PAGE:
Ryanair has reported a 29% dip in annual profits to just over €1bn (£890m) as weaker fares and higher costs weighed on its bottom line.
The no-frills carrier reported on its progress as the sector navigates turbulence from rising fuel costs and stiff competition – headwinds that have seen the likes of Flybmi and WOW collapse in recent months.
Ryanair said it had seen traffic growth of 7% over the year to 31 March – helping revenues rise 6% to €7.6bn (£6.6bn).
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But it also reported challenges from a 6% decline in fare costs and a fuel bill of €440m (£385m) – a rise of more than 20% on the previous 12 months.
Its shares – and those of its rivals – fell in response to the figures.
The company had previously guided it did not expect schedules to suffer an impact from the grounding of the Boeing 737 MAX fleet following two crashes that killed almost 350 people .
Ryanair does not currently have any of the aircraft but has 135 on order.
The airline said on Monday that it continued to have “utmost confidence” in the planes, which are awaiting global clearance to fly again following modifications to anti-stall software.
Ryanair said benefits to its fleet from the 737 MAX would include 4% more seats, a 16% improvement in fuel efficiency and a reduction of 40% in noise emissions.
It said the updates needed to the planes meant it was now no longer expecting delivery of its first five aircraft until winter.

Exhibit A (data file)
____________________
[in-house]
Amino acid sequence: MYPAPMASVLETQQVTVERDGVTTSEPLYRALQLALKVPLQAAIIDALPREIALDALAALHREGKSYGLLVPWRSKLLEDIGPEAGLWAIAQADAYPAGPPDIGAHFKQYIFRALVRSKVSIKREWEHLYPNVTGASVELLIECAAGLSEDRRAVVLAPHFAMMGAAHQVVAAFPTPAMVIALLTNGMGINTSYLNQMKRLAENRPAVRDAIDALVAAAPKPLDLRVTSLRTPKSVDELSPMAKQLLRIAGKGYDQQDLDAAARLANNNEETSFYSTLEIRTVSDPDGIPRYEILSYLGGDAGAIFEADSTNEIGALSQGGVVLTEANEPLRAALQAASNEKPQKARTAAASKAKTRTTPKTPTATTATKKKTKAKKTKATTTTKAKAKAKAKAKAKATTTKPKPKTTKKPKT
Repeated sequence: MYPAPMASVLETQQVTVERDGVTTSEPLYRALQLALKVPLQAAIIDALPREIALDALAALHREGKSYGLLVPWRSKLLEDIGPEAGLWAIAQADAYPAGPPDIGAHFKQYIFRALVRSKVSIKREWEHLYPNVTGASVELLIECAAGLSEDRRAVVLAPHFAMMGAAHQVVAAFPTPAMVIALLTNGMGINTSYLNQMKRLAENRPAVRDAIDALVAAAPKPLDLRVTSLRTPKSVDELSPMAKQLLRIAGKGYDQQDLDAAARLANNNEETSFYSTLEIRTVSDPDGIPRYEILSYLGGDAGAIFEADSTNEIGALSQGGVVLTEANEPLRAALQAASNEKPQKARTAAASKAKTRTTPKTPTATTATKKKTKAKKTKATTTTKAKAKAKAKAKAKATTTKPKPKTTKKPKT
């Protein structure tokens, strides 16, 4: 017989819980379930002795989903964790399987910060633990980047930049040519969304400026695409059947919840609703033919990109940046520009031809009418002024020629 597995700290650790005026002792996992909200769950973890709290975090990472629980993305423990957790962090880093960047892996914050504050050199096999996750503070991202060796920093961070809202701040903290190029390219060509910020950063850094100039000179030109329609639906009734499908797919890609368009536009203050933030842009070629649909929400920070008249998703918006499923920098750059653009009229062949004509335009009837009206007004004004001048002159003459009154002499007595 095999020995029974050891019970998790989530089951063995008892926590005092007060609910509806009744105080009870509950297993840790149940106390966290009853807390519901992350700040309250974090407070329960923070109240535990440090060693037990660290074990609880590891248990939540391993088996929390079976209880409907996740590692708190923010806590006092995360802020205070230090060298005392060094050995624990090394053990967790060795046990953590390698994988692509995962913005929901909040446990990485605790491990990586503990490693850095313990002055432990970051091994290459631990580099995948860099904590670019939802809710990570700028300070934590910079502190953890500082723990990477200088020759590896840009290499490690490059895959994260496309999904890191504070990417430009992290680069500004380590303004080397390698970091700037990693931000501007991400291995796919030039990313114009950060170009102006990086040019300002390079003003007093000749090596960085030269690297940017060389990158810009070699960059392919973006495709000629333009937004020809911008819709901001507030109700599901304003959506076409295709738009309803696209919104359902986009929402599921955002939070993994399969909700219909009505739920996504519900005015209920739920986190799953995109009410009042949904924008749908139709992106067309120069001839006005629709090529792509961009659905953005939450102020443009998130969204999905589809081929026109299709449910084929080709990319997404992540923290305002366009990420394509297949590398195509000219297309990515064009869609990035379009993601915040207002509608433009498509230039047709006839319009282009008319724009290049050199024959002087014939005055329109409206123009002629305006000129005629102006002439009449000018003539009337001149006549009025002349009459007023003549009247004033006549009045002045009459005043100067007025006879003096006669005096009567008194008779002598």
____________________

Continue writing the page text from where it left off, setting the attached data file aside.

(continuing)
Ryanair said its guidance of “broadly flat” profits for the current year depended on a number of other factors including “no negative Brexit developments” and the fare price environment – particularly in the second half.
The company said: “Assuming revenue per passenger (RRP) growth of 3%, we are guiding broadly flat group profits.
“This will range from €750m (£660m) if RPP rises 2%, up to €950m (£830m) if RPP rises 4%.”
The board also approved a €700m (£610m) share buyback scheme to run over the course of the next 12 months.
Commenting on the financial performance for 2018-19, chief executive Michael O’Leary said: “Short-haul capacity growth and the absence of Easter in Q4 (fourth quarter) led to a 6% fare decline, which stimulated 7% traffic growth to over 139 million.
“Ancillary sales performed strongly, up 19% to €2.4bn (£2.1bn), which drove total revenue growth of 6% to €7.6bn (£6.6bn).”
Shares – flat in the year to date – were 6% lower in early deals. EasyJet was the biggest faller on the FTSE 100, down almost 4%, while travel operator TUI was 2.5% lower.
Neil Wilson, chief market analyst at Markets.com, said: “Fares down, traffic up, costs jumping – more of the same kind of themes we’ve been seeing for a number of quarters from Ryanair and for the whole European airline sector.
“Ryanair has issued a couple of profits warnings in the last year but we have little sense that things are really improving as there still a lot pressure on margins.
“Today’s full-year numbers and outlook cement the view that it’s a tough space to be in right now – although we would hope that summer 2019 will be the worst of it.
“The risk is that the downturn in the macroeconomic outlook in Europe worsens as this would further dent airlines’ bottom lines.”